The New York state Court of Appeals has trimmed back a state law banning incestuous marriages, allowing an uncle and niece to marry one another. The decision allows the woman, a Vietnamese immigrant, to avoid deportation.
Huyen Nguyen, 34, married her 38-year-old uncle Vu Truong in 2000. She also became a conditional permanent resident of the United States.
Six years later, she applied to become a permanent resident of the United States based on her marriage to Truong, who is a U.S. citizen. Since the passage of the 1965 Immigration Act, the U.S. government has given preferential treatment to relatives of American citizens.
But when the Department of Homeland Security learned that the two were related, officials initiated deportation hearings instead. Judge Philip Montante Jr. ruled that their marriage was invalid due to incest, a decision upheld by the Board of Immigration Appeals last year.
New York state law prohibits marriages between: “1. An ancestor and a descendant; 2. A brother and sister of either the whole or half blood; 3. An uncle and niece or an aunt and nephew.”
The U.S. Second Circuit Court of Appeals asked the state Court of Appeals a certified question about the case, Nguyen v. Holder.
On Tuesday, the court ruled unanimously that the marriage was legal, despite the statute.
Judge Robert Smith wrote in the 6-0 opinion that, while societies have opposed marriages of immediate family “since time immemorial,” there “is no comparably strong objection to uncle-niece marriages.”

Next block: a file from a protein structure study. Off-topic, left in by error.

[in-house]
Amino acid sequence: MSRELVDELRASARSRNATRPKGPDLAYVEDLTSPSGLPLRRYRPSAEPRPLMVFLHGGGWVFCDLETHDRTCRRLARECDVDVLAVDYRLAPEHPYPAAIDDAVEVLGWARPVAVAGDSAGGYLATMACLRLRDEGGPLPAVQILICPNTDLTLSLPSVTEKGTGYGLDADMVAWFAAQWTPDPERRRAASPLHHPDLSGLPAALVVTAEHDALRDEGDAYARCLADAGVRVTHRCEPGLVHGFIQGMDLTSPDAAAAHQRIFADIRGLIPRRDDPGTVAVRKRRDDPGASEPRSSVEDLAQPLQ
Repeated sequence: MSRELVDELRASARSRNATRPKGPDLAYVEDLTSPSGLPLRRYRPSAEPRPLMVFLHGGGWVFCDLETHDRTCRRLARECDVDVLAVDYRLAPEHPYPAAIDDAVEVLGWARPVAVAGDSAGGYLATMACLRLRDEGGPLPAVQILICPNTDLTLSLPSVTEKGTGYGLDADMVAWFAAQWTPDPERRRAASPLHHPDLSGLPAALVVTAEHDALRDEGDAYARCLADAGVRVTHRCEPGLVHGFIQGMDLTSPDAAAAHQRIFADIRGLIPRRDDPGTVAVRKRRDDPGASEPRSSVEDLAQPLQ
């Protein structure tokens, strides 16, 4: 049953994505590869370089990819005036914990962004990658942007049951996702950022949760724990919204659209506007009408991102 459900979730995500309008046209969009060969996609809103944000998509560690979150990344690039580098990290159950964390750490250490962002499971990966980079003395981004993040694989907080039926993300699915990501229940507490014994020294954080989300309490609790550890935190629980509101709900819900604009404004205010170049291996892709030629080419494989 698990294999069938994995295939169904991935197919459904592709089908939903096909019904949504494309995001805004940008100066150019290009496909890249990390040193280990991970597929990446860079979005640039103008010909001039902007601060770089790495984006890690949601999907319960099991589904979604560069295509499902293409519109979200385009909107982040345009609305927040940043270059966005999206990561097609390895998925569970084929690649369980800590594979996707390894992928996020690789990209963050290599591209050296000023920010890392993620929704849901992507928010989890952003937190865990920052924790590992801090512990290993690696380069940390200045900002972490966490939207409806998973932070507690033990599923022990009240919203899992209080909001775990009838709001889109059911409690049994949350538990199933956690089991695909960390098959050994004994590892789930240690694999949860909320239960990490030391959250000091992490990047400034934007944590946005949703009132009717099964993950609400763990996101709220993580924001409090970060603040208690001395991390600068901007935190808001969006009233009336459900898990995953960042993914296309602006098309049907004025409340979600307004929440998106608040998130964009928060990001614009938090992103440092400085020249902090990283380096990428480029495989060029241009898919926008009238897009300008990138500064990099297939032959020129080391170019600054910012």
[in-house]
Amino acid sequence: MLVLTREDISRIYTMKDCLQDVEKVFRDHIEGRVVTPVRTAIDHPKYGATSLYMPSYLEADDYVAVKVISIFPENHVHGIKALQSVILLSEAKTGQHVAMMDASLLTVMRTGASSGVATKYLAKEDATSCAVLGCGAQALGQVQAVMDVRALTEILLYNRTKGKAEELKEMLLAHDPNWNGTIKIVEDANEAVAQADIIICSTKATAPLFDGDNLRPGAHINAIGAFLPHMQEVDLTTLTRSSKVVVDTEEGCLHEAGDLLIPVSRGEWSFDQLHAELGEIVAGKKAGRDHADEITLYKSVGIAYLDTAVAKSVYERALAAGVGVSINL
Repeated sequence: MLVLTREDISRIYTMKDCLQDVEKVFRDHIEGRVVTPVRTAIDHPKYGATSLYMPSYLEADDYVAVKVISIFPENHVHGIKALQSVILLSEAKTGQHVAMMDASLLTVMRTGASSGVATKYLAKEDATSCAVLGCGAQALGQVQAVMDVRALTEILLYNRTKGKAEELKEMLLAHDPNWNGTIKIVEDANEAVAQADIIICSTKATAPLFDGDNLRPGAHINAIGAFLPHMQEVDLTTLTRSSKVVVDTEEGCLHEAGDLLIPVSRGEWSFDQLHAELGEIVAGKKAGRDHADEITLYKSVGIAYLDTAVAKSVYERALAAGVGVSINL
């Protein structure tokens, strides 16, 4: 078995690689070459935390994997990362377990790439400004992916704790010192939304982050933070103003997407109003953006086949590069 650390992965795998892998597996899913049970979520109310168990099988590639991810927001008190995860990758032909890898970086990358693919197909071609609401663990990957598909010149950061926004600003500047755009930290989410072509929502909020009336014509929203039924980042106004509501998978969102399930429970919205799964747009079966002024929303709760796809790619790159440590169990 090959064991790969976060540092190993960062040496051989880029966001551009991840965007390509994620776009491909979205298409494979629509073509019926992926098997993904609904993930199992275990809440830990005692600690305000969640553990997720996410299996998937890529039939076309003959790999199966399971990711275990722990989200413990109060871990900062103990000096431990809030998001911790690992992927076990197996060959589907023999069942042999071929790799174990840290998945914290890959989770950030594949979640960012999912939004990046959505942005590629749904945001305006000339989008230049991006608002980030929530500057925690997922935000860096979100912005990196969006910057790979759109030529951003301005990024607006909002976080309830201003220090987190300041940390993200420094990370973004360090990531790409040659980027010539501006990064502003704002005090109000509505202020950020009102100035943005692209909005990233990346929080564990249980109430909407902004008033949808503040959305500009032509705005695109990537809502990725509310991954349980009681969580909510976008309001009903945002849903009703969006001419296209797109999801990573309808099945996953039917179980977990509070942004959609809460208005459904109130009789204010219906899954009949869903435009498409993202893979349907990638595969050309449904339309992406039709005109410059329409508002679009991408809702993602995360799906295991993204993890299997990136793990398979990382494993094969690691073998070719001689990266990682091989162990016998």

“The decision in this case turned on a technicality,” Dr. Jennifer Roback Morse, founder of The Ruth Institute, a think tank dedicated to preserving marriage, told LifeSiteNews. “The woman didn't literally marry her uncle. She married her half-uncle,” her mother's half-brother.
The justices ruled that the law intended only to ban relationships of close consanguinity, and the two were distant enough to pass. Their lawyer, Michael Marszalkowski of Buffalo, argued the two were no more closely related than first cousins, “which has been allowed in New York state for well over 100 years.”
“Since it is legal in New York for first cousins to marry, the judge concluded that this marriage was legal,” Dr. Morse said.
“This doesn't really make me feel any better,” she told LifeSiteNews. “All the legal arguments and pieces are in place to remove further prohibitions on incestuous marriages. It is only a matter of time.”
In recent years courts have ruled that marriage – long the exclusive, lifelong union of one man and one woman – could be applied to same-sex couples and weakened laws prohibiting polygamy. Defenders of traditional marriage long worried its redefinition to include same-sex couples would open the door to incestuous unions, as well.
Michael Stutman, a family law expert, told the New York Post that states will see more of these kinds of cases as the family unit breaks down.
“As people are more mobile and living longer, marriages are ending and people remarry. And you get blended families with step children and half children,” Stutman said.
In a concurring opinion, three justices on the court said, while the New York law did not apply in this case, these kinds of relationships should be dealt with “in the legislative process.”
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“The issue of unequal stature in a family or cultural structure may not be implicated in this case but certainly could exist in other contexts, and a number of states have retained statutory prohibitions involving such marriages,” they wrote.
But marriage supporters say if the institution is unhinged from its function of uniting a man and a woman with their children, it can include any relationship status the partners themselves find worthy of public recognition.
“If government’s only interest in marriage is who loves each other, than what logical stopping point is there?” Rev. Jason McGuire, executive director of New Yorkers for Constitutional Freedoms, told the New York Daily News after this week's ruling.